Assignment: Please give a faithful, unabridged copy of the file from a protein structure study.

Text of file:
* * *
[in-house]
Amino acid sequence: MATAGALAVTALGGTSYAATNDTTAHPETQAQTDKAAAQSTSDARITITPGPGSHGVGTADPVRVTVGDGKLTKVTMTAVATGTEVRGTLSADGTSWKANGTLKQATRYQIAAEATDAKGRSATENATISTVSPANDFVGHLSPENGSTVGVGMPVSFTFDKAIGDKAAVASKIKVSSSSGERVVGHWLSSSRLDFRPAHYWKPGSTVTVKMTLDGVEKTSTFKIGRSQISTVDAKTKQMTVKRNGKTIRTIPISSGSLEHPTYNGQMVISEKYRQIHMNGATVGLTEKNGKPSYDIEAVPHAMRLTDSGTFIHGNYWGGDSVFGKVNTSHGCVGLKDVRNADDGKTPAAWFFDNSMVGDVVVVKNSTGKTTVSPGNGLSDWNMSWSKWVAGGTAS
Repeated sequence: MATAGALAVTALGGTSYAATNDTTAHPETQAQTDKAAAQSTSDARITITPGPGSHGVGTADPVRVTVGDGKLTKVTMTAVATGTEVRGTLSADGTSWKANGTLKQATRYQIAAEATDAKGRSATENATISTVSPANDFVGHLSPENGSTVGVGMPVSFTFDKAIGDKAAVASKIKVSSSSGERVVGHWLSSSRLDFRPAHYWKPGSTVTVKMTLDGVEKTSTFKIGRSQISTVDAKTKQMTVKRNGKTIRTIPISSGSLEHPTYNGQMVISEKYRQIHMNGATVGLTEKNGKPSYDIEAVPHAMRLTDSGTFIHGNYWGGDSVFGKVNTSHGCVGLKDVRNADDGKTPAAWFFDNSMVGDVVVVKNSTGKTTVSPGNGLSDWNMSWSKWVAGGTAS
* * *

[in-house]
Amino acid sequence: MATAGALAVTALGGTSYAATNDTTAHPETQAQTDKAAAQSTSDARITITPGPGSHGVGTADPVRVTVGDGKLTKVTMTAVATGTEVRGTLSADGTSWKANGTLKQATRYQIAAEATDAKGRSATENATISTVSPANDFVGHLSPENGSTVGVGMPVSFTFDKAIGDKAAVASKIKVSSSSGERVVGHWLSSSRLDFRPAHYWKPGSTVTVKMTLDGVEKTSTFKIGRSQISTVDAKTKQMTVKRNGKTIRTIPISSGSLEHPTYNGQMVISEKYRQIHMNGATVGLTEKNGKPSYDIEAVPHAMRLTDSGTFIHGNYWGGDSVFGKVNTSHGCVGLKDVRNADDGKTPAAWFFDNSMVGDVVVVKNSTGKTTVSPGNGLSDWNMSWSKWVAGGTAS
Repeated sequence: MATAGALAVTALGGTSYAATNDTTAHPETQAQTDKAAAQSTSDARITITPGPGSHGVGTADPVRVTVGDGKLTKVTMTAVATGTEVRGTLSADGTSWKANGTLKQATRYQIAAEATDAKGRSATENATISTVSPANDFVGHLSPENGSTVGVGMPVSFTFDKAIGDKAAVASKIKVSSSSGERVVGHWLSSSRLDFRPAHYWKPGSTVTVKMTLDGVEKTSTFKIGRSQISTVDAKTKQMTVKRNGKTIRTIPISSGSLEHPTYNGQMVISEKYRQIHMNGATVGLTEKNGKPSYDIEAVPHAMRLTDSGTFIHGNYWGGDSVFGKVNTSHGCVGLKDVRNADDGKTPAAWFFDNSMVGDVVVVKNSTGKTTVSPGNGLSDWNMSWSKWVAGGTAS